If someone is tactless in their critique, then, of course, it will more than likely cause more problems than it solves. Now am I saying you must "sugar coat" things, most certainly not, these are adults we're working with, but you can't deliver a message in any kind of manner and expect someone to be receptive. There is a way to say things directly and professionally while causing minimal offense. If

    Now some people can handle a more...... Abrupt approach than others.

    For example: take an experienced individual who may have a background in a strict family or military, when speaking or correcting a lesser experienced person who may have a similar background, they may be able to bring across points a certain way without causing offense.

    Rudeness or brevity is never a requirement for a point to stick. You don't have to be rude to get a point across. There is a difference between assertiveness and aggression.

    Training a less experienced one calls for respect, open-mindless, tact, and tolerance from both the learner and the teacher. Tolerance is a key because we are always going to be surrounded by people, whether we are the experienced individual or inexperienced one, who make us want to "reach out and touch them", but in most cases we can't do that without causing more problems.......and losing our jobs. Lol.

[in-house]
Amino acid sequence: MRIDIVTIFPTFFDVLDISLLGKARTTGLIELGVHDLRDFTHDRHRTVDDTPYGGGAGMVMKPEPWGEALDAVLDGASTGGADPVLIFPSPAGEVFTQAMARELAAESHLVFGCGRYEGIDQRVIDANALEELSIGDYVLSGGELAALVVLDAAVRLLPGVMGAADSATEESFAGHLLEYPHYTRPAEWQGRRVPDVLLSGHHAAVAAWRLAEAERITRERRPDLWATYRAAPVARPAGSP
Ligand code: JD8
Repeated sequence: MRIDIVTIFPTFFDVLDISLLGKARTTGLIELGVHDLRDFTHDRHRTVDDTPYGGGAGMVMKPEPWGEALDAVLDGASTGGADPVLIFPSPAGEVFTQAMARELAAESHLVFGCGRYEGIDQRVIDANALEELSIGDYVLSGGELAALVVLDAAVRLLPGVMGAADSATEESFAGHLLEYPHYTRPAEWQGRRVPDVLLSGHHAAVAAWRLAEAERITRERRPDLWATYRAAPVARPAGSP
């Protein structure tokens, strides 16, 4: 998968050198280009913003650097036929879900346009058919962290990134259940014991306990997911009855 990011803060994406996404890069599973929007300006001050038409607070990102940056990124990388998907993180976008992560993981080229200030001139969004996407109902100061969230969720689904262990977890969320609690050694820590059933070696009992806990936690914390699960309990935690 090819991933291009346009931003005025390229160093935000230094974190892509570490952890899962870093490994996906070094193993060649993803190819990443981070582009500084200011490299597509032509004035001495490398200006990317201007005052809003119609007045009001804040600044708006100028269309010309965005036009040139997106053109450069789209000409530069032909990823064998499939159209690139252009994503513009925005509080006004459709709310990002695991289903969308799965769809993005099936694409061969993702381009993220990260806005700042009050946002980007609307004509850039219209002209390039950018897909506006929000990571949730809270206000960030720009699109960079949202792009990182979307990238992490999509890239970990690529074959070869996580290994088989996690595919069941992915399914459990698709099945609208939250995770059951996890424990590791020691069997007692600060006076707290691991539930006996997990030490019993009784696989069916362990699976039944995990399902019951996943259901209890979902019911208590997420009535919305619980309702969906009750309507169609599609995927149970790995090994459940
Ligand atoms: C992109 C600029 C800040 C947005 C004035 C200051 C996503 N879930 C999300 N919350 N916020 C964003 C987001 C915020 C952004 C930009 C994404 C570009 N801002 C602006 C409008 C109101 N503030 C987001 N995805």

Some people will take offense no matter what you say or how you say it.
    Last edit by PatMac10,RN on Feb 18, '13
  6. 0
    Quote from milfordmom
    GrnTea-I really don't think that some of the seasoned nurses correct new nurses because "they care about them". Have you ever heard of people putting other people down to lift themselves up? It's called low self esteem. I am the first person to say correct me when I'm wrong, I want to learn and do things the right way, and futhermore I actually do have a thick skin. I have not gotten this far without being tough and persistent. Do not confuse my demand for respect for being a baby, thinskinned or any other adjective you can think of. I can tell that this is a losing battle, all I am saying is that it DOES exist. I and many other new nurses have learned quite a bit from some seasoned nurses that actually have people skills, that know how to say in a middle of a crazy day " I'm really crazy busy right now and don't have alot of time to answer questions, so if you could wait until the end of shift I will be glad to answer some of your questions", instead of not even acknowledging that I just asked a question or better yet the ever present sneer of disgust. It's called communication skills ladies, you have to communicate with the families don't you- so it is possible to have a crazy day/week and still know how to talk to one another.
    Praise!
  7. 0
    Quote from PatMac10,SN
    While I agree that correction should not always be viewed as a personal attack or act of malice, it would be futile to say that the correction, and the reception of it, can be heavily influenced by the way it is delivered.